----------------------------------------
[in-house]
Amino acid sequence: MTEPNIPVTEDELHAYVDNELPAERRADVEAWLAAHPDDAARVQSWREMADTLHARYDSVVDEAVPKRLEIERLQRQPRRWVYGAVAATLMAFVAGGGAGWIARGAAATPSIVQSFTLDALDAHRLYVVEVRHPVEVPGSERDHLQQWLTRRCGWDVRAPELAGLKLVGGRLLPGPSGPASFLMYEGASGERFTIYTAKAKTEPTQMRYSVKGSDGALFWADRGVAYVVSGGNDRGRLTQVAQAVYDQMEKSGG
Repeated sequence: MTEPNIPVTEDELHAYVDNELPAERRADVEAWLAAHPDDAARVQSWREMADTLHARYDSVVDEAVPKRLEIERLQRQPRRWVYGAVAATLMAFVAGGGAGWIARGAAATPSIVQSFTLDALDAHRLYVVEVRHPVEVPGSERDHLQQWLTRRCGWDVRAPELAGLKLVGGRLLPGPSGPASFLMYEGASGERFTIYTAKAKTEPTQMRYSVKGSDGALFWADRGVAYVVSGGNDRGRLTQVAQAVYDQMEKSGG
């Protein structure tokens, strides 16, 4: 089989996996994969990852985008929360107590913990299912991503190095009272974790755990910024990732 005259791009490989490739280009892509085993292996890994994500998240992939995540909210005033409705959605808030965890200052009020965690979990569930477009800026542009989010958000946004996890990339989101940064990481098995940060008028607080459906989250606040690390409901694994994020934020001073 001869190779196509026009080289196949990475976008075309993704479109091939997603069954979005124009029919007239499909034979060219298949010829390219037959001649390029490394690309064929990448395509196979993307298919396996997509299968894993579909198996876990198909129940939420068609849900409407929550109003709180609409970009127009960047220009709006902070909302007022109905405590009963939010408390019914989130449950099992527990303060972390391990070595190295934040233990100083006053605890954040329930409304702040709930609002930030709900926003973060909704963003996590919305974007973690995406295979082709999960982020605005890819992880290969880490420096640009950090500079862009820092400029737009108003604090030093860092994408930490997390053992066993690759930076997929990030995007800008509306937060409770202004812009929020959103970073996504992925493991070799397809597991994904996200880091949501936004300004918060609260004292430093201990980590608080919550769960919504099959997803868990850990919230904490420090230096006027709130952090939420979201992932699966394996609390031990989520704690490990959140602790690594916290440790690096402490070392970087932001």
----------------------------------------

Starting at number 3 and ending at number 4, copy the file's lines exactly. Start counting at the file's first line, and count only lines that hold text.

Repeated sequence: MTEPNIPVTEDELHAYVDNELPAERRADVEAWLAAHPDDAARVQSWREMADTLHARYDSVVDEAVPKRLEIERLQRQPRRWVYGAVAATLMAFVAGGGAGWIARGAAATPSIVQSFTLDALDAHRLYVVEVRHPVEVPGSERDHLQQWLTRRCGWDVRAPELAGLKLVGGRLLPGPSGPASFLMYEGASGERFTIYTAKAKTEPTQMRYSVKGSDGALFWADRGVAYVVSGGNDRGRLTQVAQAVYDQMEKSGG
């Protein structure tokens, strides 16, 4: 089989996996994969990852985008929360107590913990299912991503190095009272974790755990910024990732 005259791009490989490739280009892509085993292996890994994500998240992939995540909210005033409705959605808030965890200052009020965690979990569930477009800026542009989010958000946004996890990339989101940064990481098995940060008028607080459906989250606040690390409901694994994020934020001073 001869190779196509026009080289196949990475976008075309993704479109091939997603069954979005124009029919007239499909034979060219298949010829390219037959001649390029490394690309064929990448395509196979993307298919396996997509299968894993579909198996876990198909129940939420068609849900409407929550109003709180609409970009127009960047220009709006902070909302007022109905405590009963939010408390019914989130449950099992527990303060972390391990070595190295934040233990100083006053605890954040329930409304702040709930609002930030709900926003973060909704963003996590919305974007973690995406295979082709999960982020605005890819992880290969880490420096640009950090500079862009820092400029737009108003604090030093860092994408930490997390053992066993690759930076997929990030995007800008509306937060409770202004812009929020959103970073996504992925493991070799397809597991994904996200880091949501936004300004918060609260004292430093201990980590608080919550769960919504099959997803868990850990919230904490420090230096006027709130952090939420979201992932699966394996609390031990989520704690490990959140602790690594916290440790690096402490070392970087932001």